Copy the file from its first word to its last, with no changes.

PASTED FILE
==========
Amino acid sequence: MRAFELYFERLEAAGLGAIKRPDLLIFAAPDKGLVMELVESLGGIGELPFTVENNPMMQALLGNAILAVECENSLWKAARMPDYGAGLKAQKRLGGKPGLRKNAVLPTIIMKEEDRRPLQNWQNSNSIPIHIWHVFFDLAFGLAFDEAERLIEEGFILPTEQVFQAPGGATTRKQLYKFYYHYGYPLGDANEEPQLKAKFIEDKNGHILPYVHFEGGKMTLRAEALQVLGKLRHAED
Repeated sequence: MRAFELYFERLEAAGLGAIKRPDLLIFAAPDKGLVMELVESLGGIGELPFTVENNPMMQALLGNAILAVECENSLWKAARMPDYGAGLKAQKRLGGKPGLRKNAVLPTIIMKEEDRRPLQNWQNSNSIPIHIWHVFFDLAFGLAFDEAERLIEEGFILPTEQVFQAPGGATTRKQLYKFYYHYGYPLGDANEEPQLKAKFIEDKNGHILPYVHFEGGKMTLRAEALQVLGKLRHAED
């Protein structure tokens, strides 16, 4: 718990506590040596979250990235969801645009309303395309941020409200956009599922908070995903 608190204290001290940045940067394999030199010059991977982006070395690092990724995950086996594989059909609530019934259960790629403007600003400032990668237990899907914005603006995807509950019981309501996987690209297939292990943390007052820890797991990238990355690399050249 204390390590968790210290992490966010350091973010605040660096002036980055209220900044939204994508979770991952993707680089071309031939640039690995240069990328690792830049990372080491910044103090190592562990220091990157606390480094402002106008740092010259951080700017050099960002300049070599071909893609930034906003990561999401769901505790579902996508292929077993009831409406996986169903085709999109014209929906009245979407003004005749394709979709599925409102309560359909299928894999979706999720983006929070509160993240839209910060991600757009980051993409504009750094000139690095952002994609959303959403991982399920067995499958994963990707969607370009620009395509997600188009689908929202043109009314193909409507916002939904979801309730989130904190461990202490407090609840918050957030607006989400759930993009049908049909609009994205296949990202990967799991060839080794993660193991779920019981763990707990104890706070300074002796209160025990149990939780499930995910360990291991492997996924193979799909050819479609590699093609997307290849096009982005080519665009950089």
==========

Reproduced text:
Amino acid sequence: MRAFELYFERLEAAGLGAIKRPDLLIFAAPDKGLVMELVESLGGIGELPFTVENNPMMQALLGNAILAVECENSLWKAARMPDYGAGLKAQKRLGGKPGLRKNAVLPTIIMKEEDRRPLQNWQNSNSIPIHIWHVFFDLAFGLAFDEAERLIEEGFILPTEQVFQAPGGATTRKQLYKFYYHYGYPLGDANEEPQLKAKFIEDKNGHILPYVHFEGGKMTLRAEALQVLGKLRHAED
Repeated sequence: MRAFELYFERLEAAGLGAIKRPDLLIFAAPDKGLVMELVESLGGIGELPFTVENNPMMQALLGNAILAVECENSLWKAARMPDYGAGLKAQKRLGGKPGLRKNAVLPTIIMKEEDRRPLQNWQNSNSIPIHIWHVFFDLAFGLAFDEAERLIEEGFILPTEQVFQAPGGATTRKQLYKFYYHYGYPLGDANEEPQLKAKFIEDKNGHILPYVHFEGGKMTLRAEALQVLGKLRHAED
């Protein structure tokens, strides 16, 4: 718990506590040596979250990235969801645009309303395309941020409200956009599922908070995903 608190204290001290940045940067394999030199010059991977982006070395690092990724995950086996594989059909609530019934259960790629403007600003400032990668237990899907914005603006995807509950019981309501996987690209297939292990943390007052820890797991990238990355690399050249 204390390590968790210290992490966010350091973010605040660096002036980055209220900044939204994508979770991952993707680089071309031939640039690995240069990328690792830049990372080491910044103090190592562990220091990157606390480094402002106008740092010259951080700017050099960002300049070599071909893609930034906003990561999401769901505790579902996508292929077993009831409406996986169903085709999109014209929906009245979407003004005749394709979709599925409102309560359909299928894999979706999720983006929070509160993240839209910060991600757009980051993409504009750094000139690095952002994609959303959403991982399920067995499958994963990707969607370009620009395509997600188009689908929202043109009314193909409507916002939904979801309730989130904190461990202490407090609840918050957030607006989400759930993009049908049909609009994205296949990202990967799991060839080794993660193991779920019981763990707990104890706070300074002796209160025990149990939780499930995910360990291991492997996924193979799909050819479609590699093609997307290849096009982005080519665009950089």